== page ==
An aboveground pool with a vinyl liner should not be drained, but for a different reason than inground vinyl liner pools. Usually, aboveground pools do not have a shallow end and a deep end - most are flat bottom. Even those with floor contours will usually only have a "dished hopper" (a pool sloped to the deepest point in the middle) or a coved section where the wall meets the floor. Without a deep end to pull the liner away from the shallow end, most likely you could drain an above ground pool and the liner would not shift much. Much. Once a vinyl liner has been exposed to UV from the sun, as well as chemicals such as chlorine, it will shrink slightly and lose elasticity. This is why you can not re-purpose an old pool liner. Once used, if you let the liner dry out it will become stiff and brittle. Very old liners shatter like glass when you let them dry out. The older the liner is, the less plasticizers will remain in the material.
When you drain an above ground pool the liner will shrink, shift, and ultimately never go back to as good as it once was - even if you refill with water right away after draining. It would be common to expect to see wrinkles in the liner if you did drain and refill your above ground pool. Even if you are thinking that you need a new liner anyway, what you might not realize is that the weight of the water on the floor helps to protect it. You do not want to leave your pool empty for the winter even if you need a new liner as this will result in, at minimum, extra work that needs to be done to the floor when it comes time to hang a new liner in the pool. It is also worth noting that there are many different styles of aboveground pool kit. Some of these styles rely on the weight of the water pushing out on the walls to help structurally support the pool kit. A pool like this left empty for the winter would very likely suffer structural stresses and failures to the wall components.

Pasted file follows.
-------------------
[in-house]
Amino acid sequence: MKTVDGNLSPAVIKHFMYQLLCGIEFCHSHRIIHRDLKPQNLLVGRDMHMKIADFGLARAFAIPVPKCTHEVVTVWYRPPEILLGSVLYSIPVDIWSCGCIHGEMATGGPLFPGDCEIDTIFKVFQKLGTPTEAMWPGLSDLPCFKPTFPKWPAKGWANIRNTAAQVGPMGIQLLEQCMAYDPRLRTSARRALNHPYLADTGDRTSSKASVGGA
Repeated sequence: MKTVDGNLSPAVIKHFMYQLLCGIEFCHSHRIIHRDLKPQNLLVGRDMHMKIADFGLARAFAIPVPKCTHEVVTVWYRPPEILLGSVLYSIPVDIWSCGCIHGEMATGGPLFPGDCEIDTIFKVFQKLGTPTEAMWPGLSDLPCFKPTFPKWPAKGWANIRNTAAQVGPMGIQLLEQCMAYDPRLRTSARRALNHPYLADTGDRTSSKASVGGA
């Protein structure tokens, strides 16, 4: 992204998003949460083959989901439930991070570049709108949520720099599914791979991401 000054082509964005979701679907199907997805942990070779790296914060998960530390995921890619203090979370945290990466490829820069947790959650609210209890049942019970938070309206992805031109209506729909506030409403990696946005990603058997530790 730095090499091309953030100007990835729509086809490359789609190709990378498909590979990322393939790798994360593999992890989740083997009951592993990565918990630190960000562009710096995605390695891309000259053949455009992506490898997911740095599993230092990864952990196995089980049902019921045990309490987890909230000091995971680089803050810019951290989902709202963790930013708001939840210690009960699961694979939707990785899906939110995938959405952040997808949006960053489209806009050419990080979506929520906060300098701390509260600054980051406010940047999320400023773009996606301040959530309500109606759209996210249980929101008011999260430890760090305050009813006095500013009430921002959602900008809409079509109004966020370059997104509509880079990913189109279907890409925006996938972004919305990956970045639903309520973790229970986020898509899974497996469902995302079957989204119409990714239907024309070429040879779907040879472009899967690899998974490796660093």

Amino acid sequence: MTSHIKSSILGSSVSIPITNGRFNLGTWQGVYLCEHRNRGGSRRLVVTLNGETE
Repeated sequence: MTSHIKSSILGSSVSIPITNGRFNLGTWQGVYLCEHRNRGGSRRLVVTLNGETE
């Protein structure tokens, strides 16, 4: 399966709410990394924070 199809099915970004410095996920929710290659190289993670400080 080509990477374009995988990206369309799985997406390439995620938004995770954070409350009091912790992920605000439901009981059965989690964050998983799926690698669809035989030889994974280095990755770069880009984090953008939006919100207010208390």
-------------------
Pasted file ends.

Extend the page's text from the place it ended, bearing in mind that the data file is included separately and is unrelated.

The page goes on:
Draining An Inground Vinyl Liner Pool For The Winter
If you have an inground vinyl liner swimming pool, then you have a minimum safe water level that you must observe at all times. You must keep at minimum a few inches of water (usually six to 12 inches is safe) covering the floor of the shallow end of the pool at all times. Due to the mechanics of how a vinyl liner is installed into an inground pool, this water level represents the normal safe level beyond which you can expect to damage your liner if you drain past this point. Inground vinyl liner pools almost all have a shallow end and a deep end. When the liner is first installed it is manipulated manually into position by the installers while under suction from liner installation vacuums. These vacuums hold the liner precisely where it needs to be until such time as the water level in the pool rises enough to hold the liner where it should be. Once there are a few inches of water covering the shallow end floor it is typically safe to remove the liner vacuums and allow the weight of the water to set the liner the rest of the way as the pool fills.